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Maestro: The Perfect Study Of Love

Maestro is an engrossing and dreadful study on love, using time to create a story that sticks with you long after watching it.

Maestro: The Perfect Study Of Love

Bradley Cooper is back in the director’s chair following A Star is Born with Maestro. The most interesting thing about Maestro is the fact that it could have just been a biopic about Leonard Bernstein and his career yet the final product is an unexpected study of the love between both Felicia Montealegre and Bernstein. 

The story spans over decades and manages to keep the audience not only invested in the characters but engaged in the details of the relationship. The key to this is the amazing and pretty much perfect performances by Cary Mulligan and Bradley Cooper.

The film takes place over so many decades that the relationship becomes one that you feel a part of. Every heartbreak and breakthrough feels like a stab in the heart and this is all because of the performances. Though they might not win, both leads deserve nominations for their performances as they transcend just playing people but project the heart of the film onto the hearts of the audience.

Maestro: The Perfect Study Of Love

As the film spans over decades the love feels represented by every other element as well. The costume design in particular is nearly always the first sign of a new decade and the design of the pair’s clothing feels just as important as the characters themselves. Specifically a blue dress and suit that both Leonard and Felicia wear is during what is the peak yet the downfall of their relationship. Those moments felt so small while watching the film but looking back those key relationship moments are where the film succeeds.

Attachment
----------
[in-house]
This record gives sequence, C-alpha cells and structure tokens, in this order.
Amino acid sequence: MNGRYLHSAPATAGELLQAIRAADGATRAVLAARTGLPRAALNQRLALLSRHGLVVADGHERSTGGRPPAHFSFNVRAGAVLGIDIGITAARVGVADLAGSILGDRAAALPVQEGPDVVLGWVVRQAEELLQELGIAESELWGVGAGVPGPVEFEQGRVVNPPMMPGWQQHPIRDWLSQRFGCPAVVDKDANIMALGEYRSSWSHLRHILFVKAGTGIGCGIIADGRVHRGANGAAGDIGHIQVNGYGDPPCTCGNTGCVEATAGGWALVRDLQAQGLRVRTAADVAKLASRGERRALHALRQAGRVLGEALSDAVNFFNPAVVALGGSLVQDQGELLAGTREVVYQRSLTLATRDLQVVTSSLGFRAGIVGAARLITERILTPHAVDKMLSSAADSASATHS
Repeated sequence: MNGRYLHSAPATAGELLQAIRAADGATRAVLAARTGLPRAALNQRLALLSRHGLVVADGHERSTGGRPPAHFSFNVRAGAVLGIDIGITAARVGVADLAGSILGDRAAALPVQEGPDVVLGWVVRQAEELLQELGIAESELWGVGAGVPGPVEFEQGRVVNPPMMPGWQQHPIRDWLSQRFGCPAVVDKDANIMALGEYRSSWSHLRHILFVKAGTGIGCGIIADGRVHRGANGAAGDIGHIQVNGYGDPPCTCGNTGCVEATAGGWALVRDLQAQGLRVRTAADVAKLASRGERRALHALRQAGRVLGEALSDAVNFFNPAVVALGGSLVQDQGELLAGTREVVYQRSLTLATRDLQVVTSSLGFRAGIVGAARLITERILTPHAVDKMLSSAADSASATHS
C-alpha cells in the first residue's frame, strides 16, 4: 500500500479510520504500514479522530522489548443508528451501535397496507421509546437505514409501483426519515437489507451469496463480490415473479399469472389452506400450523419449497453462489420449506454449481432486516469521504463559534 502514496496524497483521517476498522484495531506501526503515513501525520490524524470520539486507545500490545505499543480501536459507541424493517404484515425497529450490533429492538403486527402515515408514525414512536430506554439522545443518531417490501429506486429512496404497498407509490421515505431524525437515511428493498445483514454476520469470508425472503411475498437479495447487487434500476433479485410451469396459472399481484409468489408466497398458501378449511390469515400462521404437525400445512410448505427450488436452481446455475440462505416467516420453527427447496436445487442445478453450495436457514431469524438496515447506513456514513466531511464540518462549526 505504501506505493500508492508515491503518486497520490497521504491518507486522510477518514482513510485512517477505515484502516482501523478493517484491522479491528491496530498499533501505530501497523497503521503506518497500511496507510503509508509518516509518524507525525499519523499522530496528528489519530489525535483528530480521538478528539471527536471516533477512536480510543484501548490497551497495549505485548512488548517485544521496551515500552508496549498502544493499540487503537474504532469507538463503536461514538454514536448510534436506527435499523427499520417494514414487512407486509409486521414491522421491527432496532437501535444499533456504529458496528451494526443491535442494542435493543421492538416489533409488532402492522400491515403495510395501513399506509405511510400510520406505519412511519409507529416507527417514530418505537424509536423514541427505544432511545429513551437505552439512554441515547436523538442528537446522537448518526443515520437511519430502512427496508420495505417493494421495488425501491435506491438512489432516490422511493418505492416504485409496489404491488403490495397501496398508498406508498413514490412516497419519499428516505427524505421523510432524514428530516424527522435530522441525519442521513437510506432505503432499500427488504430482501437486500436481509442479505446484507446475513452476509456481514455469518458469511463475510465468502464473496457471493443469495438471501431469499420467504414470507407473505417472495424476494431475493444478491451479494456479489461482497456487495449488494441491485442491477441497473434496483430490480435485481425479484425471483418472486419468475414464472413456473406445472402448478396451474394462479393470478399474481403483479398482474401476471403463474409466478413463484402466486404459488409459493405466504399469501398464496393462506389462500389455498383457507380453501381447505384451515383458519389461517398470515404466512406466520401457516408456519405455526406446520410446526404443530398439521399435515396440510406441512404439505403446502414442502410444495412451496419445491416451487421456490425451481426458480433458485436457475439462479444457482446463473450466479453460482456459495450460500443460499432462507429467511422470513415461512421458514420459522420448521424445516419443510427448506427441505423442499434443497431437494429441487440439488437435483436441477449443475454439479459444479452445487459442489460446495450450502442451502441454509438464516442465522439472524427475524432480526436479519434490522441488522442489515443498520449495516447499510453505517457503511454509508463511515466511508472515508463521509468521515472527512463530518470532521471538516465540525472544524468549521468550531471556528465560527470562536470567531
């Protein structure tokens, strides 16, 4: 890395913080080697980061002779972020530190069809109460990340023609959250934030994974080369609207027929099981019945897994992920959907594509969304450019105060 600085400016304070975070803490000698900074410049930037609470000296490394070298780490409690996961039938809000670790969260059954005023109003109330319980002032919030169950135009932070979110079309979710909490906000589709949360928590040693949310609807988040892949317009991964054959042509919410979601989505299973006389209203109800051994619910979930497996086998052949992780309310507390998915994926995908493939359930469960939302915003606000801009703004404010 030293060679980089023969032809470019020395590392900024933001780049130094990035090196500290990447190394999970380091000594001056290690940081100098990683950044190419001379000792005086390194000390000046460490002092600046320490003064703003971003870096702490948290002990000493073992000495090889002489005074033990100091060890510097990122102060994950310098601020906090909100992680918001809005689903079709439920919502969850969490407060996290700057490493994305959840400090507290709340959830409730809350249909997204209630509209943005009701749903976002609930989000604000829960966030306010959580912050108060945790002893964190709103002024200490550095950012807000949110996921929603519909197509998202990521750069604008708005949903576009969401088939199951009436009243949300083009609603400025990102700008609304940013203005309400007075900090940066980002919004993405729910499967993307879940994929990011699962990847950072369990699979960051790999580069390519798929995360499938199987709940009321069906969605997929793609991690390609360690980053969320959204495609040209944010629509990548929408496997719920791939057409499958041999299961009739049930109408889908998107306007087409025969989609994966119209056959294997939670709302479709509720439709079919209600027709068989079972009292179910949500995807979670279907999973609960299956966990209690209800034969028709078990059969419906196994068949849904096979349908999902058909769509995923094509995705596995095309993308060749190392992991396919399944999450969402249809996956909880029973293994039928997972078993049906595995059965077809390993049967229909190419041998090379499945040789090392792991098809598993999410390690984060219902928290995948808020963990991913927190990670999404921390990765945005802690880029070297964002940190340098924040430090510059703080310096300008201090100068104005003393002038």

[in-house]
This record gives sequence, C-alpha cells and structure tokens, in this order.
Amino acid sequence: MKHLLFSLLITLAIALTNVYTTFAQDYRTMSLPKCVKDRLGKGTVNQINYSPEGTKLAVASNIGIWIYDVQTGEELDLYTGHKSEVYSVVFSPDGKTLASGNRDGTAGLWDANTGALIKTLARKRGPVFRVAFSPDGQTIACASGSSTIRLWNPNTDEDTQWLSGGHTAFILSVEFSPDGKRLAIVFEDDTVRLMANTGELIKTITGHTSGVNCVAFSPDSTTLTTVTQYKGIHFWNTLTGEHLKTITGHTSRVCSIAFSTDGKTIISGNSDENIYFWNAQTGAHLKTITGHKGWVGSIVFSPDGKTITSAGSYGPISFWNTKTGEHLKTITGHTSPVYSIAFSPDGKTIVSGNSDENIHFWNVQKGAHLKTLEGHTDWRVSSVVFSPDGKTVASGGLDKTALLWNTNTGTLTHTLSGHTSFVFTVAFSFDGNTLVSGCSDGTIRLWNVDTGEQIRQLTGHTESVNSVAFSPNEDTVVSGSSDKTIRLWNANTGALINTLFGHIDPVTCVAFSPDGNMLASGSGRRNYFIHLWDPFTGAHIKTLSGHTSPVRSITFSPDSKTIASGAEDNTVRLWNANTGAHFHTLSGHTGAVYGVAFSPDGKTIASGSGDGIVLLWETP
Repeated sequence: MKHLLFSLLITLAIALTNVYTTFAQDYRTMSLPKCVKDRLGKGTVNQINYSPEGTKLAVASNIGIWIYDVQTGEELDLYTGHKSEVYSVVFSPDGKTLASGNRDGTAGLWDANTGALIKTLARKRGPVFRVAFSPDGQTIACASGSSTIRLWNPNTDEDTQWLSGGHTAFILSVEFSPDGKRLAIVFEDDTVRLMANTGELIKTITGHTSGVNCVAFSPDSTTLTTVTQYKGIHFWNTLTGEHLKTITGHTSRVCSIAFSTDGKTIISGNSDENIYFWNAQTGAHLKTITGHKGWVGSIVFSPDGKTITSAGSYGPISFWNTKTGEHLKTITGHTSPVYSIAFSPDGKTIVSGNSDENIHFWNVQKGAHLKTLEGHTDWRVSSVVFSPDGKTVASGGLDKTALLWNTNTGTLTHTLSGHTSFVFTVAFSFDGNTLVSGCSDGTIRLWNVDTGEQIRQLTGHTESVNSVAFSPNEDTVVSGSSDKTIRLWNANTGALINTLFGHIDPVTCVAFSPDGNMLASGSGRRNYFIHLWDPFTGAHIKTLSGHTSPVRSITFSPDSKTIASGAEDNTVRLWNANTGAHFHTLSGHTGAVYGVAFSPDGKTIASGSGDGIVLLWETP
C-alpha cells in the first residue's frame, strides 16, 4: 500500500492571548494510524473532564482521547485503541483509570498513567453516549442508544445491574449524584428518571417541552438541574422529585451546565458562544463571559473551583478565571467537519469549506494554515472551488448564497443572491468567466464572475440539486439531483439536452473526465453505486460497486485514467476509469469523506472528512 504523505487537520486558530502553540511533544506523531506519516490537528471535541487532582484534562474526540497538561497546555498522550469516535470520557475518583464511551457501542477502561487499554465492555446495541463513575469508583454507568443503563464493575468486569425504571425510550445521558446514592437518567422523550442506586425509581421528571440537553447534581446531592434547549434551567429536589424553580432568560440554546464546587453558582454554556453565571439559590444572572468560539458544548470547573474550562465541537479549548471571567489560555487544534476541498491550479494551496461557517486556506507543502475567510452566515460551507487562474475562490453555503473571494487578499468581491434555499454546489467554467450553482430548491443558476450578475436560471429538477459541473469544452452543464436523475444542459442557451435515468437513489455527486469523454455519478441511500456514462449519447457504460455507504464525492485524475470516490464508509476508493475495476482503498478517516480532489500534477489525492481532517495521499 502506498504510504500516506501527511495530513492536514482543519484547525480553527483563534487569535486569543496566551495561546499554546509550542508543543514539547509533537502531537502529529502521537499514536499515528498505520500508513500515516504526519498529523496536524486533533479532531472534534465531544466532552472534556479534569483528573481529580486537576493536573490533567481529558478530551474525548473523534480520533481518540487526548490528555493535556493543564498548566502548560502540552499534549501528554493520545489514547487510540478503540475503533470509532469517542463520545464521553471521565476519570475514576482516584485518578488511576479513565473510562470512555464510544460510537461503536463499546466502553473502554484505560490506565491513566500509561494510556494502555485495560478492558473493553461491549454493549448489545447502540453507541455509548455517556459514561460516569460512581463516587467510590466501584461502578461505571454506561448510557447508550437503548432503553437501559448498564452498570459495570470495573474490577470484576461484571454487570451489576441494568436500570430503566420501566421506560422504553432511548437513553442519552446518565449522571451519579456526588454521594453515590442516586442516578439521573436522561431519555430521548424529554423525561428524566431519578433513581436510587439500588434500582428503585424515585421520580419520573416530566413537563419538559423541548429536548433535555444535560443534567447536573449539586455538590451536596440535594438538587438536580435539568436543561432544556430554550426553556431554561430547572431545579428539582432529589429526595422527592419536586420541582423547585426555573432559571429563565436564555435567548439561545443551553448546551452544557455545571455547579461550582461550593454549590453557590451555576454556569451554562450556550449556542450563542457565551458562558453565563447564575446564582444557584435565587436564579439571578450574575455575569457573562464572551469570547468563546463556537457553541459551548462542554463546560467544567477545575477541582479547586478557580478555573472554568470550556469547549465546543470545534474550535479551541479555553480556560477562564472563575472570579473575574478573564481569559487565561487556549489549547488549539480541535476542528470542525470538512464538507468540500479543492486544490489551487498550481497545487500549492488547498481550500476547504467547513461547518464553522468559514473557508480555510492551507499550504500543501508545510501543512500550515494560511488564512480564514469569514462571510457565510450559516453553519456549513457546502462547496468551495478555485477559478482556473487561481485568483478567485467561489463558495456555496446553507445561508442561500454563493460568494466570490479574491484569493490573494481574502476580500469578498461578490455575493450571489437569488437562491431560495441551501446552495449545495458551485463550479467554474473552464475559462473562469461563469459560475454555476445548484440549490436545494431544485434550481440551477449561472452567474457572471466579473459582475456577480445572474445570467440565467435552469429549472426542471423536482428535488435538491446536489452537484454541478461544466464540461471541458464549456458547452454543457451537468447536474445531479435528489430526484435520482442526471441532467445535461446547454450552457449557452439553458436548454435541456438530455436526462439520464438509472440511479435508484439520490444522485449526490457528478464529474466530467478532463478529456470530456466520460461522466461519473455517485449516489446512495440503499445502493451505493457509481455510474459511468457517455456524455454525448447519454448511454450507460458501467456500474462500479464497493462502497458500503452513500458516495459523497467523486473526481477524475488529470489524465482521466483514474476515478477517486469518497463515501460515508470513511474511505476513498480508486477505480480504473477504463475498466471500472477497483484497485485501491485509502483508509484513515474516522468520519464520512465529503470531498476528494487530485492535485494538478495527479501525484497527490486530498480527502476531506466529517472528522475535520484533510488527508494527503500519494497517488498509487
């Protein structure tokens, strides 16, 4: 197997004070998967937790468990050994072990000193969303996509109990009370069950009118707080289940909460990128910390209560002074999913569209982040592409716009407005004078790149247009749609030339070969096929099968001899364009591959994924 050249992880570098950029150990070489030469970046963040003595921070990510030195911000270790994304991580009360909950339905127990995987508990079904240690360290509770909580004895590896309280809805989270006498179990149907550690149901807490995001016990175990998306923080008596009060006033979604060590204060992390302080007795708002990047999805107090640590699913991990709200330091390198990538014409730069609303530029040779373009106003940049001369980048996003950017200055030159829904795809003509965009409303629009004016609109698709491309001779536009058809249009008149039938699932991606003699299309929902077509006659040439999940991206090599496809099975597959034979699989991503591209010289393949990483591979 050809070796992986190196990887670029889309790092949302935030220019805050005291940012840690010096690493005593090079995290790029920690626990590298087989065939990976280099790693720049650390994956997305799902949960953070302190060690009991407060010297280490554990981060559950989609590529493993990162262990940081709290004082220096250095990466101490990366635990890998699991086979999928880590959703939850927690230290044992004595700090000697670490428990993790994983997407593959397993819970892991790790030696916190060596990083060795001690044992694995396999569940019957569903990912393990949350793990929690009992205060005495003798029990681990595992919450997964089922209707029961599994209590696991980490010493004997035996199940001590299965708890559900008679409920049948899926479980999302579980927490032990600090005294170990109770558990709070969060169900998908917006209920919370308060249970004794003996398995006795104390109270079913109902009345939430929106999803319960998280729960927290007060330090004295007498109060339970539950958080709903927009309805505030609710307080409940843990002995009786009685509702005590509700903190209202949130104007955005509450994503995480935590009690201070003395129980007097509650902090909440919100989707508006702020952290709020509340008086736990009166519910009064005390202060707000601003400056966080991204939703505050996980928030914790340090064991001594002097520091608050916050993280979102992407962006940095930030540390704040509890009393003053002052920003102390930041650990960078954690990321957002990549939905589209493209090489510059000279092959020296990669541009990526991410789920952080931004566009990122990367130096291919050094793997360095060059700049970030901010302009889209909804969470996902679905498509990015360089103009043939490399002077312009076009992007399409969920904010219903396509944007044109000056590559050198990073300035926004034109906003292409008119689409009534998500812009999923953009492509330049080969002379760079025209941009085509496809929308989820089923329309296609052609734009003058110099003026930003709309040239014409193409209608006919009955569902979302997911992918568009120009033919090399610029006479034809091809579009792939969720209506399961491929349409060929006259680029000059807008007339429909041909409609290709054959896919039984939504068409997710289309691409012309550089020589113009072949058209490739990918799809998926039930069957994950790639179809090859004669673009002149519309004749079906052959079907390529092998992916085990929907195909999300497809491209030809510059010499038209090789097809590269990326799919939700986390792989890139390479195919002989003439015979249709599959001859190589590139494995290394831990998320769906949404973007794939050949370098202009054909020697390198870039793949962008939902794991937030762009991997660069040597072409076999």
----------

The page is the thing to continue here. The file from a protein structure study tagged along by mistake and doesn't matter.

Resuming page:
The biggest fallout of Maestro is the pacing. Though the relationship is at the forefront, the pacing feels very similar to everything else in the biopic genre – which would work if a general
biopic was what the film shot for but since there was such a priority on the element of love, the other general elements felt like a waste of time.

On the other hand I believe the biggest success of the film sat with how the makeup evolved over the course of the movie. Though the film comes in at just over 2 hours, at times it feels over three hours long, in a good way. Weirdly enough the short runtime but quickly passing time makes the love story engrossing in a way that I was not expecting.

Maestro: The Perfect Study Of Love

Every technical aspect of this film is also perfect. Shot on 35mm color and black-and-white, though there are a few very ambitious sequences the film for the most part is static, but in a good way. The opening has some of the most ambitious camera work of the year which works because of how young Cooper’s character is at that point but as Cooper and Mulligan’s characters get older, slower, and more settled, so does the camera.

Cooper behind the camera seems to fully understand not only the point of view aspect of Leonard Bernstein but also point of view of the relationship. Carey Mulligan and Bradley Cooper have a presence that feels like it drives every element of the movie, never being limited to just what is on screen.

Thematically the film converses about art vs love, specifically if both can coexist – being just over 2 hour long my worry going in was that the focus on the themes would be convoluted by the relationship or vice versa but the writing plays into the themes and relationship perfectly.

This was also aided by the influence of Bernstein’s actual family being part of the process when creating this film. Overall Maestro is an engrossing and dreadful study on love – using time to create a story that sticks with you long after watching it.

Rating: 8.5 out of 10

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Maestro movie poster

About Maestro

Maestro is a towering and fearless love story chronicling the lifelong relationship between cultural icon Leonard Bernstein and Felicia Montealegre Cohn Bernstein. A love letter to life and art, Maestro, at its core, is an emotionally epic portrayal of family and love.

Maestro In Select Theaters November 22 and on Netflix December 20.